Many people, not only the scientists, have been struck by the fact that memory shows evidence of the same laws that are characteristic of heredity. Think of a growing plant, where the same form of leaf is reproduced again and again. A force which reproduces the same form many times is at work here and exactly the same thing holds good of memory. Memory reproduces the same form, only in a more spiritual sense.

Our memory is connected with our own biography. A serious ‘loss of memory.’ as we say, means that the Ego has been lost, and illness is the result. Memory and self-consciousness are inseparable. It is only because we have memory that we can have self-consciousness, and vice versa, and it is through these two powers that we are able to know our own life, at all events from a certain point in childhood. Speaking generally, memories arise in the third year of life, at the moment when the child says ‘I’ of himself, when he realises himself as an individual. Although the third year is the usual time at which this experience occurs, statements have been made by certain individuals, for example, by Tolstoy, that they remember their life even before this age. Such cases are, however, rare. Again there are people whose memory goes back only to the fifth or sixth year of life. There are great differences in respect of this individual capacity of remembering. If children in school are asked to write down their very first remembrance, the differences in the experiences are very marked. We shall always find, moreover, that the first remembrance in the life of an individual is very characteristic of him.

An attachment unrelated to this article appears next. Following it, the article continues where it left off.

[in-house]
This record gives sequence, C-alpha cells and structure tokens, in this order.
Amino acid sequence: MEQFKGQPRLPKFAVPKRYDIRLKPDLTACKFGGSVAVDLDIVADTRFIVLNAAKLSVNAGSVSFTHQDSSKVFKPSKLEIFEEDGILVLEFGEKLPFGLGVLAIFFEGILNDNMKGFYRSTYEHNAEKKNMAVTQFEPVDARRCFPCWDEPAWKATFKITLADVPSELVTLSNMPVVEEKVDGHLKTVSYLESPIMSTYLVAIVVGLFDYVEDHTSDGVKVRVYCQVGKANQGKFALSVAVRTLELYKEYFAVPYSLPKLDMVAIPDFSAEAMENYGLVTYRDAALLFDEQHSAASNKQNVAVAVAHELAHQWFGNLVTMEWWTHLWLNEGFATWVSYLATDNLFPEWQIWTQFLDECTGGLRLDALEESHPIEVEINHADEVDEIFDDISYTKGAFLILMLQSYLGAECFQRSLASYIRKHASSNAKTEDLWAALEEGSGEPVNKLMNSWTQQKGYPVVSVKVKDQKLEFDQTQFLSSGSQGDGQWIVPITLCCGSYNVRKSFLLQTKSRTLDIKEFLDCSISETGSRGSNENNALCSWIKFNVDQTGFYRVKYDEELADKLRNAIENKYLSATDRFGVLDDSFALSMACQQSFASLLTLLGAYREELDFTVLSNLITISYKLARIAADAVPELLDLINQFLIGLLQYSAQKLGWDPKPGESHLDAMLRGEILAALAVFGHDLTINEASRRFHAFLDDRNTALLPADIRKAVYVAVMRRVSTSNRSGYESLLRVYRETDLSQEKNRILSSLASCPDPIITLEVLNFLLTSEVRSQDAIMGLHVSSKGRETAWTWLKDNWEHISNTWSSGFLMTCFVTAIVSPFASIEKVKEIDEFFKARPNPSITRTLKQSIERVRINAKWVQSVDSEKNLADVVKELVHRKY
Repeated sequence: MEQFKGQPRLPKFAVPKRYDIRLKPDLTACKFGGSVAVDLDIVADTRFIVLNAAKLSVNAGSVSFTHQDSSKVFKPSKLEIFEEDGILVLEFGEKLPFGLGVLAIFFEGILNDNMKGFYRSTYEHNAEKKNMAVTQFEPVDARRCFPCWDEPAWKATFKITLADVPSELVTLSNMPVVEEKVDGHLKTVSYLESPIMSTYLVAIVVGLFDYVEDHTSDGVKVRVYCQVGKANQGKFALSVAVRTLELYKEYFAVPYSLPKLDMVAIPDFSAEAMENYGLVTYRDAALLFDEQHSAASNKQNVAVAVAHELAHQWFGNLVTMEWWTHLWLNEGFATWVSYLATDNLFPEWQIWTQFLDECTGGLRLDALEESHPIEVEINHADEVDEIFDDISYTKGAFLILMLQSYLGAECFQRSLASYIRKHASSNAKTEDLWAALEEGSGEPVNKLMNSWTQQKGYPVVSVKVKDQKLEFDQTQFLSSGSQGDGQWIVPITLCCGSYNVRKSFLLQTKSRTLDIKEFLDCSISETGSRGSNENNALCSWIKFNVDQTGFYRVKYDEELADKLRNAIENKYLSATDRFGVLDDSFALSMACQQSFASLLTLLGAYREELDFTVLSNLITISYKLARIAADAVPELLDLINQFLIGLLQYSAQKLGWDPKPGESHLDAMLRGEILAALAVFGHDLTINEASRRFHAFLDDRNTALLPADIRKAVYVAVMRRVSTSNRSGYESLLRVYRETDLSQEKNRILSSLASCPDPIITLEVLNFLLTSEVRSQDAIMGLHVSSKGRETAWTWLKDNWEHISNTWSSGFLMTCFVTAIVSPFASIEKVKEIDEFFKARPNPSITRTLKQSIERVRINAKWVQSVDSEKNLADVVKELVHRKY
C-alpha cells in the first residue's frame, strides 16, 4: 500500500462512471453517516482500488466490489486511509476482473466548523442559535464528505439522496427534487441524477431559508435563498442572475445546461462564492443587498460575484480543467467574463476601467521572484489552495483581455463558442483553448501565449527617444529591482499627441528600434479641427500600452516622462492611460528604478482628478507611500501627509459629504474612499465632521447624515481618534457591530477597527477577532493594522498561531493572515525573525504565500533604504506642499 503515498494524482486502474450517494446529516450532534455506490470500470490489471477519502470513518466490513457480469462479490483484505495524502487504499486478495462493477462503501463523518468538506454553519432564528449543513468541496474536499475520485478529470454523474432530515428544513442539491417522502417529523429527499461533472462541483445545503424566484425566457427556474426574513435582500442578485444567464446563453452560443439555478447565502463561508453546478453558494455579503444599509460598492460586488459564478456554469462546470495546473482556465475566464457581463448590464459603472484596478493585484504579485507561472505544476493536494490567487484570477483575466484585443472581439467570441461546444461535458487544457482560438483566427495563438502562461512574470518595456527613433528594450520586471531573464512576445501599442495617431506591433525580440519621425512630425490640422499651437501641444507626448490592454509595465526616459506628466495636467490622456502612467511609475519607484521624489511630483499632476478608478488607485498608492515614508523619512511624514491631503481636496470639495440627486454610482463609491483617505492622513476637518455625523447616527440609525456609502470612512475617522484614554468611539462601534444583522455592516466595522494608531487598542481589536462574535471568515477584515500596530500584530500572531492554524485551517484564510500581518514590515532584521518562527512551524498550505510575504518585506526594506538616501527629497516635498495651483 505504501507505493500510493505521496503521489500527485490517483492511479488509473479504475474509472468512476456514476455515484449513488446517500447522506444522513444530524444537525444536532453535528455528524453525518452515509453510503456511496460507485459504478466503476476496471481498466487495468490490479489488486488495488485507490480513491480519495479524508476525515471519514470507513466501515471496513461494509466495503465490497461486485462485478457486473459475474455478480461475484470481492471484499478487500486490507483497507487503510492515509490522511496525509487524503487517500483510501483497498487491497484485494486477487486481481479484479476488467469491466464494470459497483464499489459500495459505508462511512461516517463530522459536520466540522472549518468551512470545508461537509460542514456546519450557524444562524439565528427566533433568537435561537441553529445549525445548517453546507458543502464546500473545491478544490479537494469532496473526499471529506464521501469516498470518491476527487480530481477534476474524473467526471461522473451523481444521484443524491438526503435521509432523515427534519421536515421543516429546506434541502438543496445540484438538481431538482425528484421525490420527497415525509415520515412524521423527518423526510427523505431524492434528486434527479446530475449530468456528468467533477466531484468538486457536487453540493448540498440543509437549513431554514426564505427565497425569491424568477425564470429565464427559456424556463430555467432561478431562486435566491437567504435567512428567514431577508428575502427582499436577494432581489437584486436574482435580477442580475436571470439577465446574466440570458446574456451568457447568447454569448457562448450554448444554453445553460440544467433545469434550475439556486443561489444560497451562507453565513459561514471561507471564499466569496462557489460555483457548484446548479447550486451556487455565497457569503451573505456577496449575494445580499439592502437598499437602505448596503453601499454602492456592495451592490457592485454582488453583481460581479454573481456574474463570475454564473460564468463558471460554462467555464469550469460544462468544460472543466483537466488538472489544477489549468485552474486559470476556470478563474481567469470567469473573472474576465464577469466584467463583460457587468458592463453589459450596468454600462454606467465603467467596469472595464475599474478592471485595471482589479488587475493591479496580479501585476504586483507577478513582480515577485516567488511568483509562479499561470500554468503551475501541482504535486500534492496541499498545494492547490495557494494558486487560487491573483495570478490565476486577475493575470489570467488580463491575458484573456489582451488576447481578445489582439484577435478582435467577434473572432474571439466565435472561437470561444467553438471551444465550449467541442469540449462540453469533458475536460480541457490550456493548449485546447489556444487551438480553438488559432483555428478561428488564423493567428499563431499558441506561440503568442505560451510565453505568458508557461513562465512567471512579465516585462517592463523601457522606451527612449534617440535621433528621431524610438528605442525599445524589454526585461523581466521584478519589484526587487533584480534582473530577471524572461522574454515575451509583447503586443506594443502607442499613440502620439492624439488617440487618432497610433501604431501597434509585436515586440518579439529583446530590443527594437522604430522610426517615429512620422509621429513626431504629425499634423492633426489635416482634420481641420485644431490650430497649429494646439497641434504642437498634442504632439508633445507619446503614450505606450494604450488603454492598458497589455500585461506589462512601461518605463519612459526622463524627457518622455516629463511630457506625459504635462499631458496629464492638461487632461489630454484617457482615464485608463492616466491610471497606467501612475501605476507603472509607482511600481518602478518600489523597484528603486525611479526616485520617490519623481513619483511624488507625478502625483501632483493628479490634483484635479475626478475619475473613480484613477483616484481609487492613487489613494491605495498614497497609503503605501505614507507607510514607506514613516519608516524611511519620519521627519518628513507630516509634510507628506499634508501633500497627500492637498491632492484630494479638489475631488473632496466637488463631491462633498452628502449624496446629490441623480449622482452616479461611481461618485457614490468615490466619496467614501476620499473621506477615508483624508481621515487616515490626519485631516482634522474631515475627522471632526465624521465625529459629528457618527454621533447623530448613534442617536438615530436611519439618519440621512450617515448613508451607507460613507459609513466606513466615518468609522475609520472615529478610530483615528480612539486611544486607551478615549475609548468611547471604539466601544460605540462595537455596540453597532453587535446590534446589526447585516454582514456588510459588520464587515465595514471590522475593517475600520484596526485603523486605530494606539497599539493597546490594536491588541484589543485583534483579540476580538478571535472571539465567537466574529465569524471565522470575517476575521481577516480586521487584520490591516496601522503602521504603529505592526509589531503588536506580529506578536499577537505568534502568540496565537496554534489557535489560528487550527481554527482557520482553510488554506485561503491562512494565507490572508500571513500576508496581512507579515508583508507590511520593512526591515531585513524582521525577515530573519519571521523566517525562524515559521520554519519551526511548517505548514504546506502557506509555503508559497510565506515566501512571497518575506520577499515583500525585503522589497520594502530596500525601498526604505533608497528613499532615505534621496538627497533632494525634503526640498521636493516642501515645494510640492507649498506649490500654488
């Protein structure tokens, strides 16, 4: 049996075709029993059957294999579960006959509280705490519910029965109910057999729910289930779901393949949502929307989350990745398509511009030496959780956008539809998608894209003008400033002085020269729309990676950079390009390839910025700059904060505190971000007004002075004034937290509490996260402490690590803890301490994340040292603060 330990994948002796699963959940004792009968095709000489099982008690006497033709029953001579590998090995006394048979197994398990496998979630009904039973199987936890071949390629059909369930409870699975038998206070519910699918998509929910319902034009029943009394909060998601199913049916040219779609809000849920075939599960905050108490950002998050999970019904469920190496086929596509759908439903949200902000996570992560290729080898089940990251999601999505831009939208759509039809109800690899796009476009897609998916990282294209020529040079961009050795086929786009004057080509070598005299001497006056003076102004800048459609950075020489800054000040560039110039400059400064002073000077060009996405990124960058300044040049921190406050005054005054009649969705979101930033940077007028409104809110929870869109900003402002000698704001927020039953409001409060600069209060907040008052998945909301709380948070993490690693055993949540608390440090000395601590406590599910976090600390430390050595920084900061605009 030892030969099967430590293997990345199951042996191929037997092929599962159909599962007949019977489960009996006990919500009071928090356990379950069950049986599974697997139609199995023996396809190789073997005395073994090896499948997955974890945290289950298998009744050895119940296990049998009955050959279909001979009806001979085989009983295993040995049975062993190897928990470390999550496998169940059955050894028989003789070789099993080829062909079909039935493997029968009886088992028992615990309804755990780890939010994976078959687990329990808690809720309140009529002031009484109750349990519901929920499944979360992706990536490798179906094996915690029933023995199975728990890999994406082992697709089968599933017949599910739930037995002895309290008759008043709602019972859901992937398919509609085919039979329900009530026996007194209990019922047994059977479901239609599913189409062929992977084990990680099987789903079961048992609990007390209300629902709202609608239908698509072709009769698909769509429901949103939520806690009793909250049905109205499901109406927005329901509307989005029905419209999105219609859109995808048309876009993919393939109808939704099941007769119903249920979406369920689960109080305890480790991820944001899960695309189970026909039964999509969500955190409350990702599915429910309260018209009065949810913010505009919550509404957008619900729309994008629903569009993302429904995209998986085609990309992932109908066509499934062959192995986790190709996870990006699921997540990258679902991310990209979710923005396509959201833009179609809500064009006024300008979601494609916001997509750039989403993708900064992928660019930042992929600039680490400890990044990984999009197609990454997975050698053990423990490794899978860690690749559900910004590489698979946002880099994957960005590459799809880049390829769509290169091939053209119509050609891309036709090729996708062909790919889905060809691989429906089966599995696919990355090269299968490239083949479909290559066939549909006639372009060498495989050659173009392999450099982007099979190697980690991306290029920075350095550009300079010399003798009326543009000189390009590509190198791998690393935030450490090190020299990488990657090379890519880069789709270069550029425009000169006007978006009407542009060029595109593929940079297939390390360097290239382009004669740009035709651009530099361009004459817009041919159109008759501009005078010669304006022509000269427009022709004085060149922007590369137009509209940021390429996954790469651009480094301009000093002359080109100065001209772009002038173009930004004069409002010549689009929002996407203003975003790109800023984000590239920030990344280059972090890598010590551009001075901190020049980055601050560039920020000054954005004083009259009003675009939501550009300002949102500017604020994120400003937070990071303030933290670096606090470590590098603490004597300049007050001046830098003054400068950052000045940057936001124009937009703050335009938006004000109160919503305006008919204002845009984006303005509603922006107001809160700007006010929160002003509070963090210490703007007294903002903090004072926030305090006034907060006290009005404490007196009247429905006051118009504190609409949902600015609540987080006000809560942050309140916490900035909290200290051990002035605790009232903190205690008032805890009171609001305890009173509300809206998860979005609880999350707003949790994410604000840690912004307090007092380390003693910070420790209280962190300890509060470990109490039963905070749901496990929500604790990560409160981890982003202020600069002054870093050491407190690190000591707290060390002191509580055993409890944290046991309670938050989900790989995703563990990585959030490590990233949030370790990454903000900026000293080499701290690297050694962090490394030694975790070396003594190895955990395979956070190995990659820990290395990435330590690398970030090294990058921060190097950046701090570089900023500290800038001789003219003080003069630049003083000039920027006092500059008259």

Memory is indissolubly connected with the individuality. From the moment that memory arises the human being is an individual, and from the moment he realises himself as an individual, he also has memory. The biography of a man is contained in the capacity to remember his own life.

Bearing in mind the fact that memory is connected with the thinking process of the Ego, we may ask: Why does memory not arise, normally, before the third year of life? It is because the force that gives rise to memory — that is to say, the possibility of picturing an object when the object is no longer there — works in the body before memory arises. A certain development of the brain must already have taken place before memory is possible. All our ‘mental’ powers work, at the beginning of our development, upon the body, building up the body. Then, when this work has been brought to a certain stage of completion, these same powers begin to work as mental or spiritual faculties. Mental activity and bodily form are caused by the same, primeval spiritual forces. As the human being incarnates into the body, the first task is to mould and shape this body (which, of course, includes the brain) and then, when the body-building forces have finished their task, they become mental faculties.